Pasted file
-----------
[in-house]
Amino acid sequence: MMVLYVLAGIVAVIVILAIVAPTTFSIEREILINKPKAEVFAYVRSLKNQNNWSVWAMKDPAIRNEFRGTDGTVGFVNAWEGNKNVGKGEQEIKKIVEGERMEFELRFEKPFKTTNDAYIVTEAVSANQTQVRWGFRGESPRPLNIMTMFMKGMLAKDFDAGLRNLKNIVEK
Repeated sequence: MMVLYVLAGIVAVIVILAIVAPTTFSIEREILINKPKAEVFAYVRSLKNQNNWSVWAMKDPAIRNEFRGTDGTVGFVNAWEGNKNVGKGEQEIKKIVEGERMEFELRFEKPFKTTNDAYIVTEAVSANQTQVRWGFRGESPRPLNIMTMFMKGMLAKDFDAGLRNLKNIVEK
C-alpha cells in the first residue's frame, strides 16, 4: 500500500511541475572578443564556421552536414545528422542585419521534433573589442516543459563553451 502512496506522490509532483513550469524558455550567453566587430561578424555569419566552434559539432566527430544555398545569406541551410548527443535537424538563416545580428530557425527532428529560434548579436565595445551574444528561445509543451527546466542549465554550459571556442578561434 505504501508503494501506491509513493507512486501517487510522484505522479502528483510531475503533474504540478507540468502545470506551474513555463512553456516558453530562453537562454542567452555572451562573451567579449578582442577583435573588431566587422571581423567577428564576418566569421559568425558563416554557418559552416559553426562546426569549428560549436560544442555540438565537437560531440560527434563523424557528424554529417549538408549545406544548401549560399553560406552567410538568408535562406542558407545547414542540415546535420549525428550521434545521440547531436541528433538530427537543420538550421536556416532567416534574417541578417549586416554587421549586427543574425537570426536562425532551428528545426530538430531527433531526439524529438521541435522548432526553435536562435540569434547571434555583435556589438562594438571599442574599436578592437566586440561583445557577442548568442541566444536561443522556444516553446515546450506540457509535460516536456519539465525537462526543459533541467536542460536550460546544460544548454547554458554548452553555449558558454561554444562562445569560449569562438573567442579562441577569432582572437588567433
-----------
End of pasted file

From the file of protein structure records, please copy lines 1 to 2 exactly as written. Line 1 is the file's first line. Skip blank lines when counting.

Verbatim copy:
[in-house]
Amino acid sequence: MMVLYVLAGIVAVIVILAIVAPTTFSIEREILINKPKAEVFAYVRSLKNQNNWSVWAMKDPAIRNEFRGTDGTVGFVNAWEGNKNVGKGEQEIKKIVEGERMEFELRFEKPFKTTNDAYIVTEAVSANQTQVRWGFRGESPRPLNIMTMFMKGMLAKDFDAGLRNLKNIVEK